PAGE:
Proposals to toughen National Security Law met with protest

. Jun 26, 2020
A controversial proposition in Congress could see changes to Brazil's heavily criticized National Security Law Anti-Bolsonaro protester could be indicted under the National Security Law. Photo: Andre MA/Shutterstock

Senator Angelo Coronel’s anti-fake news bill managed a rare feat in today’s Brazil, uniting both the left and right of the political spectrum … in opposition. He wanted to force users to send tech companies proof of identity to access social media platforms, which would enhance the risks to people’s personal information. His efforts to create what activists called “the worst internet speech law on the planet” was clobbered in the Senate — and the matter was not put to a vote. But that doesn’t mean threats to free expression are gone from the Brazilian Congress.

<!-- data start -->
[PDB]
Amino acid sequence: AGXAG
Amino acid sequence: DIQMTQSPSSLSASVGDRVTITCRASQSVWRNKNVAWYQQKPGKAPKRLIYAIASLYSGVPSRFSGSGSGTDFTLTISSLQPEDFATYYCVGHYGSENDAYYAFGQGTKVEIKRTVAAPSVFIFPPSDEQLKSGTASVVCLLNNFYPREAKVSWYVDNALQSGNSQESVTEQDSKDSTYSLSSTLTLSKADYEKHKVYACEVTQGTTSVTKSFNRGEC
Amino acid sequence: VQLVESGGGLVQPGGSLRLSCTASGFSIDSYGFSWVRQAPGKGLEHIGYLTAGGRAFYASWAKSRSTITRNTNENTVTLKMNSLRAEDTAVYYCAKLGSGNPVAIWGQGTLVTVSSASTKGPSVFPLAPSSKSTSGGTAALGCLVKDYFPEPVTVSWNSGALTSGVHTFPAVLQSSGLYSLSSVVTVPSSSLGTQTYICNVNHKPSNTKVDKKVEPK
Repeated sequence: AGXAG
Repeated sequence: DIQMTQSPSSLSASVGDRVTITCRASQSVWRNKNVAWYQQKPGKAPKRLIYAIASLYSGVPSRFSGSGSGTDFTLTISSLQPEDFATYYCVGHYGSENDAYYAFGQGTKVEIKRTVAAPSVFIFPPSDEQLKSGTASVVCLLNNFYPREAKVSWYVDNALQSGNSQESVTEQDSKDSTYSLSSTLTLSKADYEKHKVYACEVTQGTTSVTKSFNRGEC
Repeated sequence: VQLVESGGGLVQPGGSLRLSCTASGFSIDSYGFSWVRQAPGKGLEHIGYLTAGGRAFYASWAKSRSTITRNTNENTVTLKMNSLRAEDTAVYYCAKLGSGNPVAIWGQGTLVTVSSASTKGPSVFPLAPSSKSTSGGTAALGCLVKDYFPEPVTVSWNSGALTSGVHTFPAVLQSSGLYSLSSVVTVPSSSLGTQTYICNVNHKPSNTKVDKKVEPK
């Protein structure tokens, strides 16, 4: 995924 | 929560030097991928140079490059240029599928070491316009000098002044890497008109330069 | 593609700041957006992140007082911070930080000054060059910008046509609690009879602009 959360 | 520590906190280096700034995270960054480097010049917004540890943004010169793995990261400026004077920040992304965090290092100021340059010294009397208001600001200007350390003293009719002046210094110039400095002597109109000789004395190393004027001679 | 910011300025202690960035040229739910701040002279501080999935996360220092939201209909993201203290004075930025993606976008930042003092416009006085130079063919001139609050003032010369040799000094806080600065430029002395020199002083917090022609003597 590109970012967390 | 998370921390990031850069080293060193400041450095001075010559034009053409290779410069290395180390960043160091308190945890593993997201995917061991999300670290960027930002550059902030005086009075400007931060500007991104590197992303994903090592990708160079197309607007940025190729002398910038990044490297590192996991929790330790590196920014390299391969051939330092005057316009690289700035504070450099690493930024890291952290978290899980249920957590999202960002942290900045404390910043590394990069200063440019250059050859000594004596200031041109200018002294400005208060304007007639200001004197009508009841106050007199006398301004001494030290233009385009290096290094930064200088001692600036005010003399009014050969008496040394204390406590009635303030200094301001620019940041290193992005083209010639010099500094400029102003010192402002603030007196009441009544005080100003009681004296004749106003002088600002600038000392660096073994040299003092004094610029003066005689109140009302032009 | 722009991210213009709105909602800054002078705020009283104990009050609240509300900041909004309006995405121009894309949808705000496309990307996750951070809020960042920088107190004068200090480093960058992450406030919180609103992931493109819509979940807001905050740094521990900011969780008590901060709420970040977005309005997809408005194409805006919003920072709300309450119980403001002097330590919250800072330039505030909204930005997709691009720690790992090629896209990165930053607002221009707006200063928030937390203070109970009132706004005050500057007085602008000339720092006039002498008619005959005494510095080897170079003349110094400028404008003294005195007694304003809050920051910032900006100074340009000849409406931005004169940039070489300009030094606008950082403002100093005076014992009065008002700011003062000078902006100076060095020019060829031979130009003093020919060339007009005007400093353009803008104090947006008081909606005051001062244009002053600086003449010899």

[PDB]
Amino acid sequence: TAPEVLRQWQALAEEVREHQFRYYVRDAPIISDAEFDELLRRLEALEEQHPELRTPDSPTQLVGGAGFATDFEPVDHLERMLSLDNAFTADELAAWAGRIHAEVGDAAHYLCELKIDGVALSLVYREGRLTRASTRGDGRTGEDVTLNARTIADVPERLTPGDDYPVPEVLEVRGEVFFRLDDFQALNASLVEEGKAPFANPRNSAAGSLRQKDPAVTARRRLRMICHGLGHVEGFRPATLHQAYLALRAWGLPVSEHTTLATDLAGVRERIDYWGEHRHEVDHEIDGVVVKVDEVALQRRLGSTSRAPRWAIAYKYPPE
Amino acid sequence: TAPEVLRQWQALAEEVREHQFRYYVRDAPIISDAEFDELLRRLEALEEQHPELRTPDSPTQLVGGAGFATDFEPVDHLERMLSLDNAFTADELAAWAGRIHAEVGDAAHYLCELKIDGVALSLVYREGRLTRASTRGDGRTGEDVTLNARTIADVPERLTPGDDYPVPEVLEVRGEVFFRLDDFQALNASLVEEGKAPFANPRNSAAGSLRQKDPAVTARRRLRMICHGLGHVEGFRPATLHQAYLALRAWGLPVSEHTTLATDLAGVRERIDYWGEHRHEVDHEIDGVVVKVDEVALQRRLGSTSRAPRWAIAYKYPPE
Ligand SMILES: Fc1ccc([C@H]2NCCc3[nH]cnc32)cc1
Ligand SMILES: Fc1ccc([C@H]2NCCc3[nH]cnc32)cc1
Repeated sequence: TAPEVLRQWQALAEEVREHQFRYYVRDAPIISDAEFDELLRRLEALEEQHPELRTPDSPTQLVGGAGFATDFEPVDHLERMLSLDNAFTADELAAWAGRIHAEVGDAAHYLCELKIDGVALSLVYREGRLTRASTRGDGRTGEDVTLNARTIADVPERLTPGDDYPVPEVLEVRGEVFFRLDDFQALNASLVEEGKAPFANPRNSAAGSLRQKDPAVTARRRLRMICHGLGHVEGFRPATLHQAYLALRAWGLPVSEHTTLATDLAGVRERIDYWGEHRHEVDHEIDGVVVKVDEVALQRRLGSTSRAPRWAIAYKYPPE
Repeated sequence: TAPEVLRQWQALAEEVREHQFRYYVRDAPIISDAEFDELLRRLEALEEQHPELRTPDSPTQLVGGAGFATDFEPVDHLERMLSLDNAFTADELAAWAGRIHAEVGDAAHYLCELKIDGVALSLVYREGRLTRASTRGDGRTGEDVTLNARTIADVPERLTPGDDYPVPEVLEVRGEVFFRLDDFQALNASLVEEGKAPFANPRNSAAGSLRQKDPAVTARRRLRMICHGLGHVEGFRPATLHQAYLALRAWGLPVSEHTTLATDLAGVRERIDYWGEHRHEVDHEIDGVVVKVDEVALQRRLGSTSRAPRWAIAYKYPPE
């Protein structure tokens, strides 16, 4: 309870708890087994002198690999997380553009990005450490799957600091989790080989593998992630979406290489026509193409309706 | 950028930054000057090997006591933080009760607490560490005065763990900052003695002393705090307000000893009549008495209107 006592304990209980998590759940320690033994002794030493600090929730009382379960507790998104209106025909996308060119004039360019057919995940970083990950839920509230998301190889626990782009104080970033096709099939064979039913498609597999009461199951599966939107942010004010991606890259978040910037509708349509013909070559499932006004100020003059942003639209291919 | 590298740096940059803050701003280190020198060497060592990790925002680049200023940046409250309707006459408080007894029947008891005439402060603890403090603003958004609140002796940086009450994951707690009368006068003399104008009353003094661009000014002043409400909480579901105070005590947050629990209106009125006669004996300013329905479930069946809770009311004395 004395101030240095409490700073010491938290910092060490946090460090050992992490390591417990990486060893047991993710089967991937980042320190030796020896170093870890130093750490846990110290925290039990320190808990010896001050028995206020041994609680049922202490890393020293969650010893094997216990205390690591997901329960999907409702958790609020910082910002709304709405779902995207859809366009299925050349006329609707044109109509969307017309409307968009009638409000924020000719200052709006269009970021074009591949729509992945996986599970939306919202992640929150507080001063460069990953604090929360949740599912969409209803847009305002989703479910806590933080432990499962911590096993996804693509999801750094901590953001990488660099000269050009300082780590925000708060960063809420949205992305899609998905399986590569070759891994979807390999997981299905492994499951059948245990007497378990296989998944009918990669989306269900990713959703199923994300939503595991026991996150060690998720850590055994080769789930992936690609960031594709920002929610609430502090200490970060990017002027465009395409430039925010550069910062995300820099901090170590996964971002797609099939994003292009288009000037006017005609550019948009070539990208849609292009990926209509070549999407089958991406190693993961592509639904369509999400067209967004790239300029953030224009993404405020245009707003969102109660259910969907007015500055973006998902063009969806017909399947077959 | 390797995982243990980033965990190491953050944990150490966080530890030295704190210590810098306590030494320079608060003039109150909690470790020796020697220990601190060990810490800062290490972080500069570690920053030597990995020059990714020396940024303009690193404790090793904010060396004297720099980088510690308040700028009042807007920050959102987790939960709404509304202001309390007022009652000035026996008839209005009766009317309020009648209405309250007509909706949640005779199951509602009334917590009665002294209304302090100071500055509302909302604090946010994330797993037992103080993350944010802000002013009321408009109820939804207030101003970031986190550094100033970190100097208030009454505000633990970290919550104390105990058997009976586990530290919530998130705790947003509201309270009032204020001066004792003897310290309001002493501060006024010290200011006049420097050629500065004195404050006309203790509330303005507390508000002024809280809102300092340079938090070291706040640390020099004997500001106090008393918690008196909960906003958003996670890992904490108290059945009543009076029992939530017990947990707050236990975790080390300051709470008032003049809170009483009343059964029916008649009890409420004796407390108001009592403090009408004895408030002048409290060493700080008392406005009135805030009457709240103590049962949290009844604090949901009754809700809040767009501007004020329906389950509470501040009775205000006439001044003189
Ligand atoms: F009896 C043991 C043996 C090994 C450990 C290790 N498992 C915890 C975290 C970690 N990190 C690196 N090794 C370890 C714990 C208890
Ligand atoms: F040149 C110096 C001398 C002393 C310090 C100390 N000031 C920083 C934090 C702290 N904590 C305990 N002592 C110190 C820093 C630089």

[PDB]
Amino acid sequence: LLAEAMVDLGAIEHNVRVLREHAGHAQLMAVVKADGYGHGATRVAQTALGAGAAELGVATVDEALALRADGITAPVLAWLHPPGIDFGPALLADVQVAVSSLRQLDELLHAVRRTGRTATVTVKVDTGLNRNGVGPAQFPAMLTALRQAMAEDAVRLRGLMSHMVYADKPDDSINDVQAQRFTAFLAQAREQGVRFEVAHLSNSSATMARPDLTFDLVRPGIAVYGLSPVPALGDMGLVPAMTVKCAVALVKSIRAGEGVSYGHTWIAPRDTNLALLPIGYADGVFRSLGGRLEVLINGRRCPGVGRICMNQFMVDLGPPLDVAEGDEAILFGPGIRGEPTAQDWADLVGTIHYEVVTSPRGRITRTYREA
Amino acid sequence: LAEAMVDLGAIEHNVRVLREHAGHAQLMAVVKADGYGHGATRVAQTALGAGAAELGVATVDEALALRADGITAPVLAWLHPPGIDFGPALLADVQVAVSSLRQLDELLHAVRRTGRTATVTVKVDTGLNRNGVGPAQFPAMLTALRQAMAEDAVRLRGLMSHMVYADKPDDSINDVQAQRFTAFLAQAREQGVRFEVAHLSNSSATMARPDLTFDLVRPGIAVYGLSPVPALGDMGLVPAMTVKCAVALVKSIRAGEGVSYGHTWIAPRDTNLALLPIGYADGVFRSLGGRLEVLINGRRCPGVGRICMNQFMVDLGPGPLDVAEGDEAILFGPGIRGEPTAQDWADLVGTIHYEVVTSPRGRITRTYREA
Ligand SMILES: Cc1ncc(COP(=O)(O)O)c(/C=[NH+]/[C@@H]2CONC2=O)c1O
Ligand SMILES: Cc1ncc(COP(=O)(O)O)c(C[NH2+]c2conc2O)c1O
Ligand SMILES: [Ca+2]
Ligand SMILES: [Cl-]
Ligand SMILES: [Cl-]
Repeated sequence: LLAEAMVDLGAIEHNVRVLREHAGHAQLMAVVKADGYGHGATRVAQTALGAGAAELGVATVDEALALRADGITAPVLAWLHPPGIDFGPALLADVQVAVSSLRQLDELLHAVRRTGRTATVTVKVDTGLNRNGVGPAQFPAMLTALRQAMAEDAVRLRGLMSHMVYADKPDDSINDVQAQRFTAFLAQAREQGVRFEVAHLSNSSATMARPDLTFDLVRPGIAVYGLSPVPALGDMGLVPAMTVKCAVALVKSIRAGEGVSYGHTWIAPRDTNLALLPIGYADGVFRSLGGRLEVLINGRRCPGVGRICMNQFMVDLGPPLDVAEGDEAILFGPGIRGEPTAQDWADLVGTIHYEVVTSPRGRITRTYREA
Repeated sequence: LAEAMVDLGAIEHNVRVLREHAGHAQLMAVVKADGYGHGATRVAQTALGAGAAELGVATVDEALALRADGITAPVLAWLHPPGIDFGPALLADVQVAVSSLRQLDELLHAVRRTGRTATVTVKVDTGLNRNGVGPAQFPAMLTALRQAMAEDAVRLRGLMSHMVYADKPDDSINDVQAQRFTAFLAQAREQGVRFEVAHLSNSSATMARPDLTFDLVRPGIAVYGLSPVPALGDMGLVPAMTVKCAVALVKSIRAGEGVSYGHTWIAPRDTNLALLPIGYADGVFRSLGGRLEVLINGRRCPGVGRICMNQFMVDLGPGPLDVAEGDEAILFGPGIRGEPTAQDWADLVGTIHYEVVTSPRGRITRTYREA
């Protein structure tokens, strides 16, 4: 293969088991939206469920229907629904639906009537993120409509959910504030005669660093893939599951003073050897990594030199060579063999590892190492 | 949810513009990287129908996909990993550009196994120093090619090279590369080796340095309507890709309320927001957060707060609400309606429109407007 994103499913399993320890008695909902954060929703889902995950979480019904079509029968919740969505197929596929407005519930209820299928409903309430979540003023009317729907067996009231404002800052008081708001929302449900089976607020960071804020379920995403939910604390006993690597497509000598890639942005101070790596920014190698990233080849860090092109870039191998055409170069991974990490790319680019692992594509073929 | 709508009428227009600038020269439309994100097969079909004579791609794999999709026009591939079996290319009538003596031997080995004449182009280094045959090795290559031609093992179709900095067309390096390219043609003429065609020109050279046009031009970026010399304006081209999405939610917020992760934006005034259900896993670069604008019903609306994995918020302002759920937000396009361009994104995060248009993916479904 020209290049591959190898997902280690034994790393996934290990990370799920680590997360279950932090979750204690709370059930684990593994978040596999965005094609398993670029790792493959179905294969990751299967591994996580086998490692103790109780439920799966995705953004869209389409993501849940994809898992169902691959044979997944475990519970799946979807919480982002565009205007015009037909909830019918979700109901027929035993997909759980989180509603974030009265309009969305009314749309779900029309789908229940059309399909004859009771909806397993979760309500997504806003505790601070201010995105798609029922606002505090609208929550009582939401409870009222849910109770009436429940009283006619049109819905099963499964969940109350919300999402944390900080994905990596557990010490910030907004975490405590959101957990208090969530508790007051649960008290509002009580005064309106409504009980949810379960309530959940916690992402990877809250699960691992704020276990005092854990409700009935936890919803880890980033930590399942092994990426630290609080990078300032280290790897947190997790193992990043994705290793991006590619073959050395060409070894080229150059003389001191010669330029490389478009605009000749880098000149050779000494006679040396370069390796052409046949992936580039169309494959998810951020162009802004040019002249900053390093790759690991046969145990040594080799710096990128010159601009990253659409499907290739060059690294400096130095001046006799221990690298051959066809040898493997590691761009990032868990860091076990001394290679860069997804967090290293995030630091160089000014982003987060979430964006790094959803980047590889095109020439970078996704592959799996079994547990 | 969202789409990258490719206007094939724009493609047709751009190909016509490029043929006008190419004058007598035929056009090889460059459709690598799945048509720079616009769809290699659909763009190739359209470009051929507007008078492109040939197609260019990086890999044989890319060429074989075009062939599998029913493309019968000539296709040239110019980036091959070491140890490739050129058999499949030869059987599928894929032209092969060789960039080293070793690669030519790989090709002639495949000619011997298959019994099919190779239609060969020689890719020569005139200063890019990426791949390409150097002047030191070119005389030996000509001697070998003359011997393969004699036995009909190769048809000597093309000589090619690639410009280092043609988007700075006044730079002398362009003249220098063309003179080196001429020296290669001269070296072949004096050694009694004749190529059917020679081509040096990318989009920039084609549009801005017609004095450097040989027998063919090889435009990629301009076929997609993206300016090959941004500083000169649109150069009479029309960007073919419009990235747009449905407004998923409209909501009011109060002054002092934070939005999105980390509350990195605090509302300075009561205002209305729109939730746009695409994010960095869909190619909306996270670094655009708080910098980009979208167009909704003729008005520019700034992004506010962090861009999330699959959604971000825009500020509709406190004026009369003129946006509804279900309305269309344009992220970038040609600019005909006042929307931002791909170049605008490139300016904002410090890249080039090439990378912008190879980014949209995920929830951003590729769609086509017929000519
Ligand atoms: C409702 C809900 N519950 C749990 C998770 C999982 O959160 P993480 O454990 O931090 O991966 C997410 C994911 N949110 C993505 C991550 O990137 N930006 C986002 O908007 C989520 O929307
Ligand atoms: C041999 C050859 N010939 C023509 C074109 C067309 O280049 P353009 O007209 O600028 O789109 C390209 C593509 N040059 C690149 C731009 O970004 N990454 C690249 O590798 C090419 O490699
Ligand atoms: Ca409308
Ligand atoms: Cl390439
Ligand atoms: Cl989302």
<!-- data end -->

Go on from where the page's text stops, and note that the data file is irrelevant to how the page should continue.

Congressman José Medeiros, from the Center-West state of Mato Grosso do Sul, wants harsh penalties for people found guilty of threatening the lives of government leaders by using the press or social media.